• adolescent obesity;
  • African American;
  • physical activity;
  • inactivity


  1. Top of page
  2. Abstract
  3. Introduction
  4. Research Methods and Procedures
  5. Results
  6. Discussion
  7. Acknowledgments
  8. References

Objectives: To examine relationships between knowledge, attitudinal and behavioral factors, and obesity and to determine how these factors influence obesity status in west Philadelphia female adolescents.

Research Methods and Procedures: A matched-pairs study was conducted with 32 stature- and age-matched pairs of obese (body mass index and triceps skinfold ≥95th percentile of National Health and Nutrition Examination Survey I) and non-obese (body mass index and triceps skinfold between the 15th and 85th percentiles of National Health and Nutrition Examination Survey I) female African American adolescents (aged 11 to 15 years), selected from a school-based study sample, based on obesity status and matching criteria. Adolescents were compared on the following measures: physical activity, inactivity, dietary intake, eating attitudes, health behavior knowledge, body image, self-esteem, and maturation status. Differences between obese and non-obese females were tested using paired t tests and Wilcoxon matched-pairs signed-rank tests.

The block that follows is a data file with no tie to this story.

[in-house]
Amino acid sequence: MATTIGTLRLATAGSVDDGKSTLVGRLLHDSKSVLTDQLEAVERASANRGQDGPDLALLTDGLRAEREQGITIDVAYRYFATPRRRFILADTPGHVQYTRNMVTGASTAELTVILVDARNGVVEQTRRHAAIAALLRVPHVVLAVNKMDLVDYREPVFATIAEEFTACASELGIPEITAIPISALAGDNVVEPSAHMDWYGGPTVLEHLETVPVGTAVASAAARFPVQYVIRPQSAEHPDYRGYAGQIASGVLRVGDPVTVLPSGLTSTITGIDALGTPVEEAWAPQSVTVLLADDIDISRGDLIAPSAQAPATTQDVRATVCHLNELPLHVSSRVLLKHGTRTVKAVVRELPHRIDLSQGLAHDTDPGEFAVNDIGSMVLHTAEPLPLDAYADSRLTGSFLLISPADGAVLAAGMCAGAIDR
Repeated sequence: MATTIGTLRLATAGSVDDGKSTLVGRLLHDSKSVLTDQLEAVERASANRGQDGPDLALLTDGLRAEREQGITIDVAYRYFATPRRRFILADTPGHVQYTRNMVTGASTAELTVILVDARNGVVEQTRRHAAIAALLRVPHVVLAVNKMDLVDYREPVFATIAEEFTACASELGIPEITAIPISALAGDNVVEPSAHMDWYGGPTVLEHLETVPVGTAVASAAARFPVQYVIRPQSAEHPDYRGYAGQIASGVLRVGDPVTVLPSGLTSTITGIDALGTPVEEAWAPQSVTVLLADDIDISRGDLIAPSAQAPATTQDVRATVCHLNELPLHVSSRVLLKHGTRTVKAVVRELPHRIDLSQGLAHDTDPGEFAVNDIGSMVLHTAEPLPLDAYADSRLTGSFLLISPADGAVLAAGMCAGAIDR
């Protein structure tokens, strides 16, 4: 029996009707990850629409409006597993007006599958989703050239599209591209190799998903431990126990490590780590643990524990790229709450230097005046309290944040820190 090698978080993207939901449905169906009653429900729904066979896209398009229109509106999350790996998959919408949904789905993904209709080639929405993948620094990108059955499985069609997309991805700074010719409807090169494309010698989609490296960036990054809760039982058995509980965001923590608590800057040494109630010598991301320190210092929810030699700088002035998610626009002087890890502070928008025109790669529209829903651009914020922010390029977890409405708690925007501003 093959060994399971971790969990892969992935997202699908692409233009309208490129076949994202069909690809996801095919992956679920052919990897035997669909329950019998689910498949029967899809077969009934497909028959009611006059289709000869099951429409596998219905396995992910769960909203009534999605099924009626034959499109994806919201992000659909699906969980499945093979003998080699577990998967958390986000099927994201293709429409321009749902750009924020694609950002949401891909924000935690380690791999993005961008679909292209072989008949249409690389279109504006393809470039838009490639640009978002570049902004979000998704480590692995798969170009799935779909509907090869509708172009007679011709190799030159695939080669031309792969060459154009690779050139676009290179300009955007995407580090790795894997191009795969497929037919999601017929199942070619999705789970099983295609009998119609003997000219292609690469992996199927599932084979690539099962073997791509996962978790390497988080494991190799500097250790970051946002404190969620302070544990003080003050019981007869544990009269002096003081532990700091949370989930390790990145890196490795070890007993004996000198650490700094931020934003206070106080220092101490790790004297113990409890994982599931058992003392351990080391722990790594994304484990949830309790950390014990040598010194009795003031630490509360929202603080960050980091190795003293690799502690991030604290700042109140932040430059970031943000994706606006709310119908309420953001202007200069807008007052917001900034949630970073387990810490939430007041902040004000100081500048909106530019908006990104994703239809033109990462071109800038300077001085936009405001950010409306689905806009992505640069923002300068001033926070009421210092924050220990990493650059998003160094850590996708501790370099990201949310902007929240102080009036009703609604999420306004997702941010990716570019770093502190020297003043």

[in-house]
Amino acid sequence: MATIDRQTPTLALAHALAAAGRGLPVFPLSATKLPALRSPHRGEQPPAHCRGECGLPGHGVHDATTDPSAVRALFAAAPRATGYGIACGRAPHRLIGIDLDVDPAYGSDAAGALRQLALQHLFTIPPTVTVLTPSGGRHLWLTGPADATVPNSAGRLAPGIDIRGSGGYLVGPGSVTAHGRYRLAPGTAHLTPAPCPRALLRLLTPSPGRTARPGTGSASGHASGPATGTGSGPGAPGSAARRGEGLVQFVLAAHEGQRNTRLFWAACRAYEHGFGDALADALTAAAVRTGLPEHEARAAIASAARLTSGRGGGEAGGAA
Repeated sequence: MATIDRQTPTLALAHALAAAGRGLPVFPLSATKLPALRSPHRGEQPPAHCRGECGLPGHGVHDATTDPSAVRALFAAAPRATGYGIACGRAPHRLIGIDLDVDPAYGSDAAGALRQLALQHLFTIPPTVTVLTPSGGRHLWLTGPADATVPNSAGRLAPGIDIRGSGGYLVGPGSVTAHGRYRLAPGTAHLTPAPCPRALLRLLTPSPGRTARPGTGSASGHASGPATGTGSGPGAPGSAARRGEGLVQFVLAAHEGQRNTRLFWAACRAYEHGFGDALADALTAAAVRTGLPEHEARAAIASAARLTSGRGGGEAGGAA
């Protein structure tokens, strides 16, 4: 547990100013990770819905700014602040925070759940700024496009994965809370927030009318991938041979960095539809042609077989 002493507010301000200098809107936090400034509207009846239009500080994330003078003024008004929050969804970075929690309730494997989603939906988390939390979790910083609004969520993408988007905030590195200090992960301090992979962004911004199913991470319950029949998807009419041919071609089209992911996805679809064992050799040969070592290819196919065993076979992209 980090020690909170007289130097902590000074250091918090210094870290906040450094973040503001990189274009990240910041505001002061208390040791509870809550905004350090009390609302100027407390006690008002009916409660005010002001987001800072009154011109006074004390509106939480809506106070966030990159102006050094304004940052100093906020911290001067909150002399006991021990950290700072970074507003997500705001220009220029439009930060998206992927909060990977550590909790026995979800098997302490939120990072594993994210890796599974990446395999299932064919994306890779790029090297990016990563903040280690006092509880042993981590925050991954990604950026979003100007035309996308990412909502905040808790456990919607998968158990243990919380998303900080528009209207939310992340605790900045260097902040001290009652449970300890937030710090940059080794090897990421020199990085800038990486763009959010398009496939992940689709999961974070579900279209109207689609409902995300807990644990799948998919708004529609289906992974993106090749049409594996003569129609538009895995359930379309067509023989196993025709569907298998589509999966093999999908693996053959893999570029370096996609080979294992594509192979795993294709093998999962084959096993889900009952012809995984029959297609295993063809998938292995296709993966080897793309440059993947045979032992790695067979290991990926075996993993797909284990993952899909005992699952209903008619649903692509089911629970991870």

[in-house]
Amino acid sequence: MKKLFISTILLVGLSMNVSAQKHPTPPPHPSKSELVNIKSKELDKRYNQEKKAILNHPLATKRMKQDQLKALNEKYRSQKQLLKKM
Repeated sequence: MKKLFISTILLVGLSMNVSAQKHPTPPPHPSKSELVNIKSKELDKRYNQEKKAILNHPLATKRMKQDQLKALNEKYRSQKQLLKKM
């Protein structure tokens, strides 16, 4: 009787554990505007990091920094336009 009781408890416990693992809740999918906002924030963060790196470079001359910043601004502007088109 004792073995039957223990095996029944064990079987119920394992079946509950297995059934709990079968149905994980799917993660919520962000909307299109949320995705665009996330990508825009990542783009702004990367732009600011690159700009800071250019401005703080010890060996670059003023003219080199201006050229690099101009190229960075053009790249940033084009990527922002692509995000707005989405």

Results: Physical activity, inactivity, and perception of ideal body size emerged as the most important contributory factors to obesity status. There were no statistically significant matched-pair differences in macronutrient and micronutrient intakes, self-esteem, eating attitudes, health behavior knowledge, or maturation status of these adolescents. Obese adolescents had significantly lower levels of physical activity, higher inactivity, and a larger perception of ideal body size than non-obese adolescents.

Discussion: Knowledge and attitudinal factors (with the exception of perception of ideal body size) had far less association with obesity than activity-related behavioral factors. These findings suggest that future intervention strategies should pay particular attention to physical activity, inactivity, and body image attitudes.


  1. Top of page
  2. Abstract
  3. Introduction
  4. Research Methods and Procedures